Nevus Lipomatosus Superficialis
Nevus lipomatosus superficialis is a not-uncommon benign skin growth that is considered to be a hamartomatous proliferation of adipose tissue located in the dermis. It was originally named nevus lipomatosus cutaneous superficialis of Hoffman-Zurhelle. There are no known systemic associations with this benign skin growth, and no inheritance pattern has been described.
Clinical Findings: These nevi are most commonly found along the pelvic girdle. They have no sex or race predilection. They may occur at any age but are most common before the third decade of life. The lesions usually have a soft, bag-like appearance, often mimicking a large skin tag, and are flesh colored to yellow-tan. They are soft, nontender, easily moveable papules with a sessile base or pedunculated plaques with a thick stalk-like projection. The main differential diagnosis includes a skin tag, a compound nevus, and a connective tissue nevus. However, these lesions are much larger on average than the common skin tag.
Although the diagnosis can be considered clinically, the definitive diagnosis can be ascertained only after pathological evaluation. These lesions are often solitary, but reports of multiple lesions have been described in the literature. In the case of multiple tumors, the lesions are typically described as flesh-colored to slightly red dermal nodules that tend to coalesce into larger plaques. Some of the tumors have a cerebriform appearance to their surface. They can become very large (>10 cm in diameter) if left untreated. However, most never grow larger than 1 to 2 cm in diameter. A generalized variety of this condition has been described, but it is exceedingly uncharacteristic.
Children present after their parents notice the growth or growths, and a skin biopsy is often used to determine the diagnosis. Adults often present because of a slowly enlarging plaque that has an unsightly appearance or has become eroded or ulcerated due to trauma from the size of the lesion.
Pathogenesis: This condition is believed to be a hamartomatous process of adipose tissue located in the dermis. For some unknown reason, this normal-appearing adipose tissue proliferates within the dermis, often causing an outward herniation of the overlying epidermis, which ultimately leads to the distinctive clinical findings. The exact mechanism has not been elucidated. No genetic abnormalities of the adipose tissue have been established, and there is no known malignant potential.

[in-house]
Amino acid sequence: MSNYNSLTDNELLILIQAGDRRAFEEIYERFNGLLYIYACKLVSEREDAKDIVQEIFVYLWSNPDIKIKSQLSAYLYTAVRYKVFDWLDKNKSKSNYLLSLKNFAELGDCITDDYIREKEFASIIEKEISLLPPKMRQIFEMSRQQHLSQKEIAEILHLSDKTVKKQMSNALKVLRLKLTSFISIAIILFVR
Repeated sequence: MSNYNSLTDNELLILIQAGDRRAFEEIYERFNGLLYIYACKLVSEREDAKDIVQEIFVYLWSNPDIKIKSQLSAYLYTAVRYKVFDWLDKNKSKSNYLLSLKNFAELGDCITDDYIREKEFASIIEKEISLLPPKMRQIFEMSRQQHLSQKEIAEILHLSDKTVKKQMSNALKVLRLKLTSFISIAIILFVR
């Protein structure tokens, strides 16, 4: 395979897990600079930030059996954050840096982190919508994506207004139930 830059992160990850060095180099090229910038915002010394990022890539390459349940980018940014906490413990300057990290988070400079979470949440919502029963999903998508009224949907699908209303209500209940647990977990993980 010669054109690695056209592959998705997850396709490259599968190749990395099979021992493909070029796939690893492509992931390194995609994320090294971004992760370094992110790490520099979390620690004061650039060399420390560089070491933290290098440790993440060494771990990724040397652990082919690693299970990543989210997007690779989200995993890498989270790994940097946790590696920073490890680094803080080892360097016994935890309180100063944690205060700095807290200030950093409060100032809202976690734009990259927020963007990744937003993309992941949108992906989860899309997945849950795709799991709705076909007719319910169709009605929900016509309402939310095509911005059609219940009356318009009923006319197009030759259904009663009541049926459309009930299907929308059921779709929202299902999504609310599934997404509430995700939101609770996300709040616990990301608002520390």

Histology: Nevus lipomatosus superficialis has a characteristic pathology. It shows mature normal adipose tissue within the dermis. The one key finding is lack of connection of the abnormally located dermal adipose tissue with the normally located subcutaneous adipose tissue. Variable amounts of fat tissue make up the individual lesions. No definitive percentage has been established to make the diagnosis, but as little as 10% to more than 50% of each lesion is made up of adipose tissue. The overlying epidermis can be normal or can exhibit acanthosis and papillomatosis. The more cerebriform appearing the lesion is clinically, the more likely it is that epidermal changes will be seen on pathological examination. Skin tags do not have adipose tissue present, and this is a key discrimi- nating factor.
Treatment: These solitary lesions are best excised surgically; this gives the best cosmetic result and the best cure rate. Multiple lesions can be left alone after a diag- nosis is made. If the group of lesions is amenable to surgical excision without the potential for disfiguring scarring, or if the scarring would result in a better cosmetic outcome, surgical excision can be undertaken.